But I can tell you from experience that having good precise clinical history definitely helps hone the interpretation. And suppose the CT shows a small hyperdense fluid collection around the liver? Without the full history the radiologist may give several diagnostic possibilities for the fluid: infection, inflammation, trauma, cancer! With the full history, the report will be much crisper: Small hematoma around the liver. And of course, this could definitely explain right upper quadrant pain after running into a table.
Comparison. Here the radiologist simply denotes which of your imaging exams he/she also looked at as he was analyzing your current study. Take note of this section, it can be very important! “Old gold,” as one of my radiology professors used to say. If you know you’ve had an imaging study in the past, particularly of the same body part, take a mental note of whether or not it has been mentioned. Suppose you had a bone scan that showed a focal area of increased uptake (meaning bone that is metabolically active) at the edge of some lumbar (lower back) vertebral bodies. The major differential diagnosis would include degenerative change and infection. Well, if you had a bone scan 3 years ago, and the picture looks the same, then this would steer things in the direction of degenerative change.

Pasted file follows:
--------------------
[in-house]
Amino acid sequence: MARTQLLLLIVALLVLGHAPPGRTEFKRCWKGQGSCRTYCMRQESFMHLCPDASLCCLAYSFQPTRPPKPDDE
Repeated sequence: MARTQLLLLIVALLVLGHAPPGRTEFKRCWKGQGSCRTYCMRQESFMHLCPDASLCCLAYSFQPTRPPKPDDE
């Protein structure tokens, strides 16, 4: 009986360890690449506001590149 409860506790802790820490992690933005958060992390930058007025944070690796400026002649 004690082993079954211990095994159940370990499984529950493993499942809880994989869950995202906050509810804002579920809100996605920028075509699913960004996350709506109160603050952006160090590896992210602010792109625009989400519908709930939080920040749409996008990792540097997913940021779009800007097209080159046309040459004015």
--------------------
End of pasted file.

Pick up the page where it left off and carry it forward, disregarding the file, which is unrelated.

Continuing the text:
Technique. This is where the radiologist describes the exact way the test was performed, the field of view, whether or not IV contrast material was administered, etc. You can usually skip this section without worrying too much about it.
Findings. In this section, the radiologist reports on the observations about all the parts of the body seen in the exam. This is usually the longest part of the report. The radiologist will discuss each relevant piece of anatomy and make a determination on whether it is normal or abnormal. If abnormal, the report should explain exactly what is abnormal. For instance, the findings section on a chest radiograph performed for cough and fever may read something like this: There is consolidation throughout the right upper lobe abutting the minor fissure. The lungs are otherwise clear. There is no pleural effusion or pneumothorax. The heart and hila are normal. The bones are normal.
As you read the findings section, try to understand each line and how it relates to your own symptoms and personal medical history (because you, after all, know these things better than anyone else). Suppose radiographs of the cervical spine describe a small compression fracture of C6 (sixth cervical vertebra), age indeterminate (meaning, the radiologist cannot tell based on the x-rays alone if it is new or old). Well, if you as the patient know that you suffered a skiing accident in your 20’s and “someone mentioned I had broken a vertebral body,” this can help you and your doctor determine that the fracture is in fact old (your doctor will also probably palpate your spine for focal tenderness at this level). Making this determination can save you the time and effort of undergoing further imaging of the cervical spine (like a CT scan or MRI).